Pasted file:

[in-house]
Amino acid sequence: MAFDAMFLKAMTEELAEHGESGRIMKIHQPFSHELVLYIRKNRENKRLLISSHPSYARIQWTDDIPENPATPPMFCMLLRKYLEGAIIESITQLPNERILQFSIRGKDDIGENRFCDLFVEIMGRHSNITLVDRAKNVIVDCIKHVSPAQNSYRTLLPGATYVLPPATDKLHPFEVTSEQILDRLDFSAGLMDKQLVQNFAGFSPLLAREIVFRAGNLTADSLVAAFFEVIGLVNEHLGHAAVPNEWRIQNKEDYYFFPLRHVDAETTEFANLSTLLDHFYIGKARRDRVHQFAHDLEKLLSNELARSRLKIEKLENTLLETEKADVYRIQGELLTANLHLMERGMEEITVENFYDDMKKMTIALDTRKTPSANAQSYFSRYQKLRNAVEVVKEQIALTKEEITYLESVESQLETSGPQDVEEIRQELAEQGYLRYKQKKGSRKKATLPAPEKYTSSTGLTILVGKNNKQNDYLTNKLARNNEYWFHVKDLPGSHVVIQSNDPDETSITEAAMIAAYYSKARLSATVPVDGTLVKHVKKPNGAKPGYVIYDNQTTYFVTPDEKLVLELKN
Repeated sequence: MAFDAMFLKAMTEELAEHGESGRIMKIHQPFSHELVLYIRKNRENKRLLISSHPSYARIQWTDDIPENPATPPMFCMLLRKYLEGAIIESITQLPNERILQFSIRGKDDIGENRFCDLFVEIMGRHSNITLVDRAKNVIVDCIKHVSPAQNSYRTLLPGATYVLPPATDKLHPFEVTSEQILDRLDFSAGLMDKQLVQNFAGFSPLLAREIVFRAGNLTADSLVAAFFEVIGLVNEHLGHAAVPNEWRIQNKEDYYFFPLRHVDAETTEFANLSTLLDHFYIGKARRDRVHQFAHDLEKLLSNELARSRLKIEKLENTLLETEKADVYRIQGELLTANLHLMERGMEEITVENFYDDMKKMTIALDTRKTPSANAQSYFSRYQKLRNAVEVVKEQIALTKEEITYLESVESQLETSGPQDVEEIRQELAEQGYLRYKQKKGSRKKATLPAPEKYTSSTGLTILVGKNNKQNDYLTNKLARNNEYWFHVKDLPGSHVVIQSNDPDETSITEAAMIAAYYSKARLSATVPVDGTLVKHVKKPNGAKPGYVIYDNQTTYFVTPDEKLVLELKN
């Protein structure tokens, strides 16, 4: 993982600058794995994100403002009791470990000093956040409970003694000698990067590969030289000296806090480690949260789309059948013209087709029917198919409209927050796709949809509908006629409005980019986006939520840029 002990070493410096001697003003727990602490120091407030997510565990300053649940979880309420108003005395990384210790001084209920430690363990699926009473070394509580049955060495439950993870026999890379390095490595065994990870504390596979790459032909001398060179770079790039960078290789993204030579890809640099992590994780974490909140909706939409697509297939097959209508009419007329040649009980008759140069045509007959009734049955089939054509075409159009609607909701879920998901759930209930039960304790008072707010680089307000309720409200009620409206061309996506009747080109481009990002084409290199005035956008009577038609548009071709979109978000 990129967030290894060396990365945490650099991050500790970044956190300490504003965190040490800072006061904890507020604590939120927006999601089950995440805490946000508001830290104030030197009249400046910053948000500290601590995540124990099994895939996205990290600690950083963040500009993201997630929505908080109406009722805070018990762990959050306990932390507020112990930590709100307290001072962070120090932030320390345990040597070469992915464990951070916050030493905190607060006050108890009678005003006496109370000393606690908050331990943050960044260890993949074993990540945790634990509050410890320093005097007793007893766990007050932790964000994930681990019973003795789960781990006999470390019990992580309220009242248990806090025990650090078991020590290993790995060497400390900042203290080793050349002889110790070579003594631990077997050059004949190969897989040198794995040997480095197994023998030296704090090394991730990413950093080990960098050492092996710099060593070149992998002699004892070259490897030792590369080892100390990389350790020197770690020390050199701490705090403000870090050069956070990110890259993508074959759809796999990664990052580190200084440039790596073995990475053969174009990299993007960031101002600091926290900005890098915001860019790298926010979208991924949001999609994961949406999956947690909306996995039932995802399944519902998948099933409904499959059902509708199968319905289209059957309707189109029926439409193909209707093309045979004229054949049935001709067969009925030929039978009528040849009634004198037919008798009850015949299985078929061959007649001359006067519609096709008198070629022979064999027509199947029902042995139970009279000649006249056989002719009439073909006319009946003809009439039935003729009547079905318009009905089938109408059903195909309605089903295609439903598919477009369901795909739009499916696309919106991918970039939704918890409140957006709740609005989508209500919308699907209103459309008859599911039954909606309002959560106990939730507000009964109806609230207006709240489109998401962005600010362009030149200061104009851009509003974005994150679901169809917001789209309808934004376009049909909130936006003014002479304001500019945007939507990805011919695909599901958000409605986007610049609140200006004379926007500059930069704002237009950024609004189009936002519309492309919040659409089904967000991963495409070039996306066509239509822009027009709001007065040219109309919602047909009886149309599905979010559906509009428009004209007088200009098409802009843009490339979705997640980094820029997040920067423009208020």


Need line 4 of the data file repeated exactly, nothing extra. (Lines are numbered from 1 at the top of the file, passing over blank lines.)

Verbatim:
């Protein structure tokens, strides 16, 4: 993982600058794995994100403002009791470990000093956040409970003694000698990067590969030289000296806090480690949260789309059948013209087709029917198919409209927050796709949809509908006629409005980019986006939520840029 002990070493410096001697003003727990602490120091407030997510565990300053649940979880309420108003005395990384210790001084209920430690363990699926009473070394509580049955060495439950993870026999890379390095490595065994990870504390596979790459032909001398060179770079790039960078290789993204030579890809640099992590994780974490909140909706939409697509297939097959209508009419007329040649009980008759140069045509007959009734049955089939054509075409159009609607909701879920998901759930209930039960304790008072707010680089307000309720409200009620409206061309996506009747080109481009990002084409290199005035956008009577038609548009071709979109978000 990129967030290894060396990365945490650099991050500790970044956190300490504003965190040490800072006061904890507020604590939120927006999601089950995440805490946000508001830290104030030197009249400046910053948000500290601590995540124990099994895939996205990290600690950083963040500009993201997630929505908080109406009722805070018990762990959050306990932390507020112990930590709100307290001072962070120090932030320390345990040597070469992915464990951070916050030493905190607060006050108890009678005003006496109370000393606690908050331990943050960044260890993949074993990540945790634990509050410890320093005097007793007893766990007050932790964000994930681990019973003795789960781990006999470390019990992580309220009242248990806090025990650090078991020590290993790995060497400390900042203290080793050349002889110790070579003594631990077997050059004949190969897989040198794995040997480095197994023998030296704090090394991730990413950093080990960098050492092996710099060593070149992998002699004892070259490897030792590369080892100390990389350790020197770690020390050199701490705090403000870090050069956070990110890259993508074959759809796999990664990052580190200084440039790596073995990475053969174009990299993007960031101002600091926290900005890098915001860019790298926010979208991924949001999609994961949406999956947690909306996995039932995802399944519902998948099933409904499959059902509708199968319905289209059957309707189109029926439409193909209707093309045979004229054949049935001709067969009925030929039978009528040849009634004198037919008798009850015949299985078929061959007649001359006067519609096709008198070629022979064999027509199947029902042995139970009279000649006249056989002719009439073909006319009946003809009439039935003729009547079905318009009905089938109408059903195909309605089903295609439903598919477009369901795909739009499916696309919106991918970039939704918890409140957006709740609005989508209500919308699907209103459309008859599911039954909606309002959560106990939730507000009964109806609230207006709240489109998401962005600010362009030149200061104009851009509003974005994150679901169809917001789209309808934004376009049909909130936006003014002479304001500019945007939507990805011919695909599901958000409605986007610049609140200006004379926007500059930069704002237009950024609004189009936002519309492309919040659409089904967000991963495409070039996306066509239509822009027009709001007065040219109309919602047909009886149309599905979010559906509009428009004209007088200009098409802009843009490339979705997640980094820029997040920067423009208020």